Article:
I've fleshed out two poem fragments this week and like them both. One I'll be submitting to a favorite speculative poetry market this morning, but the other isn't really speculative, and it isn't really Pagan either. It's been years since I submitted anything to a muggle poetry journal, but more importantly, I just don't know whether or not I want to submit this one anywhere, and not because I don't think it's good enough.

I just want to give it away.

I've been building a writing career for years on the practice of crafting, submitting and publishing my work. That's the way it's done, but the old school bard in me longs for public recitation followed by gifts of wine and the singular pleasure of hearing my work recited by someone else later on, of knowing that what I've created has been added to a canon or cultural pool, of learning that I have inspired. Yes, these things can be achieved by the traditional publishing route, and the process of submission is a peer review of sorts. At the same time, that process imposes certain ideologies on the act of creation and transmission that sometimes interfere with the relationship between a poet and those who receive her poetry. For instance, poems published in X journal might be automatically viewed as 'good enough to be in it', but poems published in Y journal might not be 'as good' and self-published poems might not be 'good at all'. And while the review editors give to the poems they read is crucial to ensuring the publication of well-crafted poetry, and while I am a great fan of poetic excellence, I am also a bard who knows there are deeper relationships at work in the act of creation, and these transcend the places where poetry finds its home in the world.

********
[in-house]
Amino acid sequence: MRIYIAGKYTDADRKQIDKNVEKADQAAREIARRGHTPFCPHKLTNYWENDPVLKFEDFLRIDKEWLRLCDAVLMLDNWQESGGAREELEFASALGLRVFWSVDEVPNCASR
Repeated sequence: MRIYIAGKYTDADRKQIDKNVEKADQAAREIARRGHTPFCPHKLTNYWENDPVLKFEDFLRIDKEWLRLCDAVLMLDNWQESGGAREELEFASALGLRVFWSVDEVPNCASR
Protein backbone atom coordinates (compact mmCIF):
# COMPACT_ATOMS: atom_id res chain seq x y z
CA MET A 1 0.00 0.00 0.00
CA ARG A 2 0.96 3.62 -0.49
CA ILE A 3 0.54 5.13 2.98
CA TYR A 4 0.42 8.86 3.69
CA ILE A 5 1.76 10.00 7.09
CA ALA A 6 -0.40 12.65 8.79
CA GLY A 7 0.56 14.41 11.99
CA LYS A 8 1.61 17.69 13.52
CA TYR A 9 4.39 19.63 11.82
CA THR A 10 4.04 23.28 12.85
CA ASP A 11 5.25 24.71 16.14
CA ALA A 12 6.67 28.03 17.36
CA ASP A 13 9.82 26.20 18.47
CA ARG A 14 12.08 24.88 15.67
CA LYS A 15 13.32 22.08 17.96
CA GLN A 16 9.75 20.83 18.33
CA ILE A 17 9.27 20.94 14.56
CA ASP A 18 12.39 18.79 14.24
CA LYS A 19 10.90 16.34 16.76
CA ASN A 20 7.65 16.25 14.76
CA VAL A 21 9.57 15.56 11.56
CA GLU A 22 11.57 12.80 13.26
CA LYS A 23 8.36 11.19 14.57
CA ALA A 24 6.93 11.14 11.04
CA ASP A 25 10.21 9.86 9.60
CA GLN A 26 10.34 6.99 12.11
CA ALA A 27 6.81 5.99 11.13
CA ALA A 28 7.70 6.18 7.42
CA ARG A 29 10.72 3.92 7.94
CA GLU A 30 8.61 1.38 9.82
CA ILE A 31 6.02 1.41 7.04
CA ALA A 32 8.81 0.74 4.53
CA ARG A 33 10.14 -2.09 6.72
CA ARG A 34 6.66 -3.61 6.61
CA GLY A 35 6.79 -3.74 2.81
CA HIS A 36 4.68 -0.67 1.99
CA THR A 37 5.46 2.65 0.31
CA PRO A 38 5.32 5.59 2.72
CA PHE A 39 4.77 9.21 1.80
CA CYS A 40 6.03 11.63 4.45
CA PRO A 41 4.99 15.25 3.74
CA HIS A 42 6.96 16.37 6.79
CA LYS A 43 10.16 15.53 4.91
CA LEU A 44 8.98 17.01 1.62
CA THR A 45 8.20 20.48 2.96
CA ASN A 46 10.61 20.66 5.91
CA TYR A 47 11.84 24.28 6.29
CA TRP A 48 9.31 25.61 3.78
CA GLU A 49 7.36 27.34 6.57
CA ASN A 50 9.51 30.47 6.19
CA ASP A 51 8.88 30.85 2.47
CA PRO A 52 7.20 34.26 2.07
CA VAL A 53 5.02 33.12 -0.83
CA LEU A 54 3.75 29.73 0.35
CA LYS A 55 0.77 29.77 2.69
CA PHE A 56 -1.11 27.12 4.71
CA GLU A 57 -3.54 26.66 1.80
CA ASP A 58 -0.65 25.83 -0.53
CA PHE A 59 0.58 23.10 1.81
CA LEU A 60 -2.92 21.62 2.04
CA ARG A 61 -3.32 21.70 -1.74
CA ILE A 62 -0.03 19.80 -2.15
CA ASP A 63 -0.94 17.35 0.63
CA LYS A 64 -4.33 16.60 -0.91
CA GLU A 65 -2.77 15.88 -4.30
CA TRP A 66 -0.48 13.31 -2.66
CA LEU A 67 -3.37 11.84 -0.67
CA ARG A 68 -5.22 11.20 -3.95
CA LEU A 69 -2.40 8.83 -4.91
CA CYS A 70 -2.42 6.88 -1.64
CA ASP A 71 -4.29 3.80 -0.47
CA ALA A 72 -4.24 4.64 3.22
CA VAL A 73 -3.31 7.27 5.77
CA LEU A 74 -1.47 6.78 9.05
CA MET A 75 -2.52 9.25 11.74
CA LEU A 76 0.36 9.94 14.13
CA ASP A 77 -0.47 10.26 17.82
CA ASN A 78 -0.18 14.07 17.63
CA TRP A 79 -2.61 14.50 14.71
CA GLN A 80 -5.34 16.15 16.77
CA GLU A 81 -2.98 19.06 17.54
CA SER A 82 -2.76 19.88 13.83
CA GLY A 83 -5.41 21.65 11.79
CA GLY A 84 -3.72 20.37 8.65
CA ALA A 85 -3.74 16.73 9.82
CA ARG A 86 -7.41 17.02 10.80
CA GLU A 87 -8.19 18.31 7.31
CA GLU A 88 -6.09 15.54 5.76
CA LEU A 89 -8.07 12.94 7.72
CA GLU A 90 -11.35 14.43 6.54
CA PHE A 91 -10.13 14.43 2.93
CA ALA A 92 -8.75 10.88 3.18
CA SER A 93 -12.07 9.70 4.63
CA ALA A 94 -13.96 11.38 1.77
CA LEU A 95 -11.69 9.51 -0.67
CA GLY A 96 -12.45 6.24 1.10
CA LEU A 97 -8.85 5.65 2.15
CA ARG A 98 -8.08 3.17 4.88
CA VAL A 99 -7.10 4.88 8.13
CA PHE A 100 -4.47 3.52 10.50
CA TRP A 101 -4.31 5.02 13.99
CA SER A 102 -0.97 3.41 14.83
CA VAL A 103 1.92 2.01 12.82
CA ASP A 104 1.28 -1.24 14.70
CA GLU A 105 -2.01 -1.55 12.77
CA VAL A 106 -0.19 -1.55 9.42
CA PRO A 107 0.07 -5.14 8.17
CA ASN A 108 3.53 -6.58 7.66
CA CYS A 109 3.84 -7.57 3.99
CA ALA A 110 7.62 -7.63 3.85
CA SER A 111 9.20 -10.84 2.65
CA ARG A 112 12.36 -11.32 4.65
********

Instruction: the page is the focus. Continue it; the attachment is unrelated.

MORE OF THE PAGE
Of course, I'm not saying that I plan to write for nothing now; the ancient Irish bardic houses were well-supported by their chieftains until the Flight of the Earls left them bereft (and I would add that the Aisling period of Irish poetry that followed produced some of the most haunting Irish verse in history without the financial support of these absent chieftains). I'm also not saying that I don't care about the traditional road to publishing success, because I do, and I want for my work to be widely read. But I've been taken by the urge to balance money and success with the deeper imbas in me, to write for the people who might read my work and not for the people who might publish it (there's a difference). I'm not sure what that means for me yet, but I want to find out, and I want to find out what that poetry (and fiction! and non-fiction!) might look like.

Anyway, here's the poem. I drafted it in my car on a foggy night after standing on the Lawrencetown beach while the waves beat at the rocks so powerfully they vibrated in my body. I hope you like it.

Mine Is the Night Ocean

Mine is the night ocean,
the fog ocean,
the wild ocean.

Here the implacable sea prays, herself to herself
in the stone-crushing crackle of undertow.
Here the brine foam sings of salted lungs
and the fish that pick flesh clean.

Lulled, leaning in, arms wide as a heron's wings,
tidal gravity luring me on to the water's edge,
the pitch of my body like ship tilting leeward,
the drum of the surf rumbling in my bones -

I know fear, and the conqering of it, and I am cleansed.

Mine is the night ocean,
the fog ocean,
the wild ocean.